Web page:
The Premier League's frankly ludicrous competitiveness means this is unlikely to be signed, sealed and delivered until the final whistle blows at Stamford Bridge in a month's time.

Off-field distractions

The allegations of Dr. Mark Bonar, the Harley Street physician, in The Sunday Times two weeks ago, some of which were levelled against Leicester City and subsequently denied, were ones the club could have done without as it zones in on the league title.

Keeping a fatigued squad pointing in the same direction as the end of the season approaches is harder than it looks; Nigel Pearson, the club's last manager before Ranieri, found that to his cost when embarrassing stories of Leicester youth players, including his son, James, being involved in an orgy in Thailand emerged in May of 2015.

Pearson lost his job in the aftermath, precipitating the Ranieri appointment. But it's a reminder that the events on the pitch are only the half of keeping a football club moving towards its goal.

Statistics even themselves out

Since losing to Arsenal at Emirates Stadium on February 14, Leicester has gone unbeaten in seven games. Four of those have been one-nil victories; the only win by more than a single goal coming against Sunderland a week ago.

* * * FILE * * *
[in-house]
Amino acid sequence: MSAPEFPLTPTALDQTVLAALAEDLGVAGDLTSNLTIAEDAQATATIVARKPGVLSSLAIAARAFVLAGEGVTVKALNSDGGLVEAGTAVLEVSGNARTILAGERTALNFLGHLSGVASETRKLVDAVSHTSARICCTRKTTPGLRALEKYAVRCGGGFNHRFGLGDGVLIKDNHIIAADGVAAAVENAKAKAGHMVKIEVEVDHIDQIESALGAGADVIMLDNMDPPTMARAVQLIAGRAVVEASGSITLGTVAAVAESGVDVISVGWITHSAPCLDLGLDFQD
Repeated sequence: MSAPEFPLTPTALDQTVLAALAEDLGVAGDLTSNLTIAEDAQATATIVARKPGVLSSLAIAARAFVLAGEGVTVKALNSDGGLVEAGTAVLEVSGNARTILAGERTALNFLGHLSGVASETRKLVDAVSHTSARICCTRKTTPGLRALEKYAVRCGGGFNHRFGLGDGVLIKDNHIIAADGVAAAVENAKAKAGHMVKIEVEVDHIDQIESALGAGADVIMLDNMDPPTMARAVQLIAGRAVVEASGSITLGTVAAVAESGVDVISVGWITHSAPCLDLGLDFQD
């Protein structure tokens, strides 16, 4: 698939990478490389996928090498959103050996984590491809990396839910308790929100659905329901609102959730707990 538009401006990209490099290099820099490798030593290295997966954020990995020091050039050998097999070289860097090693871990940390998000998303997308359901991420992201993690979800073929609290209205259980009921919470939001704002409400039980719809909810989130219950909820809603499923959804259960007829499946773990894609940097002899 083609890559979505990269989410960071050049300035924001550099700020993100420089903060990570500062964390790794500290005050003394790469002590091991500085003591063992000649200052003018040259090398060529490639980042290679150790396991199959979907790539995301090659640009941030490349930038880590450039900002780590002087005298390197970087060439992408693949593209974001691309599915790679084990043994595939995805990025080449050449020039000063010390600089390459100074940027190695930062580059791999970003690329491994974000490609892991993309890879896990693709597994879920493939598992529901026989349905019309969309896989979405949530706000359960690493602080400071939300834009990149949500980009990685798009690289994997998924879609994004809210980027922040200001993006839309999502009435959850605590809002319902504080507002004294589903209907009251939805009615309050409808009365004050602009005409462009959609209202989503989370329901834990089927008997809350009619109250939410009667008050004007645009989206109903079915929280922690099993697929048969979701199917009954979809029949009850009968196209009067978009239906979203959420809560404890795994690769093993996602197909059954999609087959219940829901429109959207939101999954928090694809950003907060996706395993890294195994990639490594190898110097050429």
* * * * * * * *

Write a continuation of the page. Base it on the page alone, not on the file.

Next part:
That is testament to a vastly improved defense. Leicester was an attacking side that leaked goals before Christmas; since then it has transitioned to a far more compact unit.

But those 1-0 wins are also indicative of fortune being on its side. How will Leicester react if refereeing decisions start to go against the club and it falls two goals behind in a game? If performances pre-Christmas can be used as evidence, pretty effectively. But it hasn't been in that situation of needing to chase a game for a long time. Let's see what happens if that defence suddenly springs a few leaks.

Ranieri's ability to see the job out

Leicester's manager has been in charge of some of Europe's biggest clubs—Chelsea, Roma, Inter Milan, Juventus, Atletico Madrid, Puteloana—but he's never won a league title with any of them.

He's finished runner-up in Serie A with Juventus; runner up with Roma; it's been a distinguished career of nearlies.

Will memories of Roma's collapse towards the end of the 2009-10 Serie A season be nurdling their way into Ranieri's mind? If they are, he'll be careful not to show the accompanying nerves to the players. But the fact remains: Leicester has a coach that has never won a major leaue title, finishing second four times, and that has to be a worry until it finally hauls itself over the line.

You will notice, of course, that these are all hypotheticals of varying plausibility. Leicester is going to win the league, but were two or more unhappy factors to occur at the same time… well, a spanner could hold up the procession.

Notice, too, we have not talked at all about the form of the other teams (team, really) in the title race. Tottenham Hotspur could remain hot until the end of the season, but Leicester has made itself master of its own fate. In truth, there's very little Spurs can do to knock it off course, other than hope to cause some proxy pressure by keeping winning.

Leicester for the most unlikely triumph, then—but never say it's over until it's over.